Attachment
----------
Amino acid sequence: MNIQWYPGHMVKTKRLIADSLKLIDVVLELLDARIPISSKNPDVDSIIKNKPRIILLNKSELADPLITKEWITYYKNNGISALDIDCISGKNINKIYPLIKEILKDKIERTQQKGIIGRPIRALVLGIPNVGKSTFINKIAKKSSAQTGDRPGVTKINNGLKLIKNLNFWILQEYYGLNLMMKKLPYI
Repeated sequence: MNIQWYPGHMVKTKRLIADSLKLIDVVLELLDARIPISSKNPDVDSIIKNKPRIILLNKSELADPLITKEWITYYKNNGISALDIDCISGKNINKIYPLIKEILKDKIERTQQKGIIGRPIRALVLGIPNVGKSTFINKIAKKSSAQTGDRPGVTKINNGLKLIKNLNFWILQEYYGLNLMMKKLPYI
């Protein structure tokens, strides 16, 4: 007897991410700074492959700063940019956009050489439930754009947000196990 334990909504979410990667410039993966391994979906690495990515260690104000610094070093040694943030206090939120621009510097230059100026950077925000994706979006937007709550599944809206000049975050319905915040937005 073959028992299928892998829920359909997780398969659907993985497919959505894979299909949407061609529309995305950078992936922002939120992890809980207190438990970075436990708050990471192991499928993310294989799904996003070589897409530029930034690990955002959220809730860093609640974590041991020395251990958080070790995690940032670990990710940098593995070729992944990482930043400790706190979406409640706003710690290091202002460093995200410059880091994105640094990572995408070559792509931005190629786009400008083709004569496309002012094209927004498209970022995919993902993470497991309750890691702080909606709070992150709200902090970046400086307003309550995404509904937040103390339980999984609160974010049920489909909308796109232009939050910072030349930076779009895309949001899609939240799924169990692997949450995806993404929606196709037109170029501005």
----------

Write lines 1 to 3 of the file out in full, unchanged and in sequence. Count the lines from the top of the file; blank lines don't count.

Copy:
Amino acid sequence: MNIQWYPGHMVKTKRLIADSLKLIDVVLELLDARIPISSKNPDVDSIIKNKPRIILLNKSELADPLITKEWITYYKNNGISALDIDCISGKNINKIYPLIKEILKDKIERTQQKGIIGRPIRALVLGIPNVGKSTFINKIAKKSSAQTGDRPGVTKINNGLKLIKNLNFWILQEYYGLNLMMKKLPYI
Repeated sequence: MNIQWYPGHMVKTKRLIADSLKLIDVVLELLDARIPISSKNPDVDSIIKNKPRIILLNKSELADPLITKEWITYYKNNGISALDIDCISGKNINKIYPLIKEILKDKIERTQQKGIIGRPIRALVLGIPNVGKSTFINKIAKKSSAQTGDRPGVTKINNGLKLIKNLNFWILQEYYGLNLMMKKLPYI
């Protein structure tokens, strides 16, 4: 007897991410700074492959700063940019956009050489439930754009947000196990 334990909504979410990667410039993966391994979906690495990515260690104000610094070093040694943030206090939120621009510097230059100026950077925000994706979006937007709550599944809206000049975050319905915040937005 073959028992299928892998829920359909997780398969659907993985497919959505894979299909949407061609529309995305950078992936922002939120992890809980207190438990970075436990708050990471192991499928993310294989799904996003070589897409530029930034690990955002959220809730860093609640974590041991020395251990958080070790995690940032670990990710940098593995070729992944990482930043400790706190979406409640706003710690290091202002460093995200410059880091994105640094990572995408070559792509931005190629786009400008083709004569496309002012094209927004498209970022995919993902993470497991309750890691702080909606709070992150709200902090970046400086307003309550995404509904937040103390339980999984609160974010049920489909909308796109232009939050910072030349930076779009895309949001899609939240799924169990692997949450995806993404929606196709037109170029501005």